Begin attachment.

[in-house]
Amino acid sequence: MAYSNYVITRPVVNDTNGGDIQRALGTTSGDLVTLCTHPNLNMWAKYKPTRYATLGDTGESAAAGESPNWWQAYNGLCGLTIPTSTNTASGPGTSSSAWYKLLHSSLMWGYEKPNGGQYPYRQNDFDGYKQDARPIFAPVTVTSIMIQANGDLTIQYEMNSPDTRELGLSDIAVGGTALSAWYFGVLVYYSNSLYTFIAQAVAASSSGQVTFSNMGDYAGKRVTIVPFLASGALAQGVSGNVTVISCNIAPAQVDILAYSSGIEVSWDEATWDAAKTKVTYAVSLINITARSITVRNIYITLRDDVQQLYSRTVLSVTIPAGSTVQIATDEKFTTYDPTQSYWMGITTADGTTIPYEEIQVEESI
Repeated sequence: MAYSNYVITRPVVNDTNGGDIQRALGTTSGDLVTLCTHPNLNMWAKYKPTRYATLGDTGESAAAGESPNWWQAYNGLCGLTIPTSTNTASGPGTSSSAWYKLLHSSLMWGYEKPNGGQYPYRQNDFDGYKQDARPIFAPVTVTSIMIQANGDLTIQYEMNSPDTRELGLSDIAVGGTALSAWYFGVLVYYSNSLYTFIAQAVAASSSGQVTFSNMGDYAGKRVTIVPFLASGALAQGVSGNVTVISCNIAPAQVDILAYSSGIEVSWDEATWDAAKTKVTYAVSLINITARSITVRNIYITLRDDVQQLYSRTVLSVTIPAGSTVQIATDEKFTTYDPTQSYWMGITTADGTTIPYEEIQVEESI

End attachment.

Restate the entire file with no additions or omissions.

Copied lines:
[in-house]
Amino acid sequence: MAYSNYVITRPVVNDTNGGDIQRALGTTSGDLVTLCTHPNLNMWAKYKPTRYATLGDTGESAAAGESPNWWQAYNGLCGLTIPTSTNTASGPGTSSSAWYKLLHSSLMWGYEKPNGGQYPYRQNDFDGYKQDARPIFAPVTVTSIMIQANGDLTIQYEMNSPDTRELGLSDIAVGGTALSAWYFGVLVYYSNSLYTFIAQAVAASSSGQVTFSNMGDYAGKRVTIVPFLASGALAQGVSGNVTVISCNIAPAQVDILAYSSGIEVSWDEATWDAAKTKVTYAVSLINITARSITVRNIYITLRDDVQQLYSRTVLSVTIPAGSTVQIATDEKFTTYDPTQSYWMGITTADGTTIPYEEIQVEESI
Repeated sequence: MAYSNYVITRPVVNDTNGGDIQRALGTTSGDLVTLCTHPNLNMWAKYKPTRYATLGDTGESAAAGESPNWWQAYNGLCGLTIPTSTNTASGPGTSSSAWYKLLHSSLMWGYEKPNGGQYPYRQNDFDGYKQDARPIFAPVTVTSIMIQANGDLTIQYEMNSPDTRELGLSDIAVGGTALSAWYFGVLVYYSNSLYTFIAQAVAASSSGQVTFSNMGDYAGKRVTIVPFLASGALAQGVSGNVTVISCNIAPAQVDILAYSSGIEVSWDEATWDAAKTKVTYAVSLINITARSITVRNIYITLRDDVQQLYSRTVLSVTIPAGSTVQIATDEKFTTYDPTQSYWMGITTADGTTIPYEEIQVEESI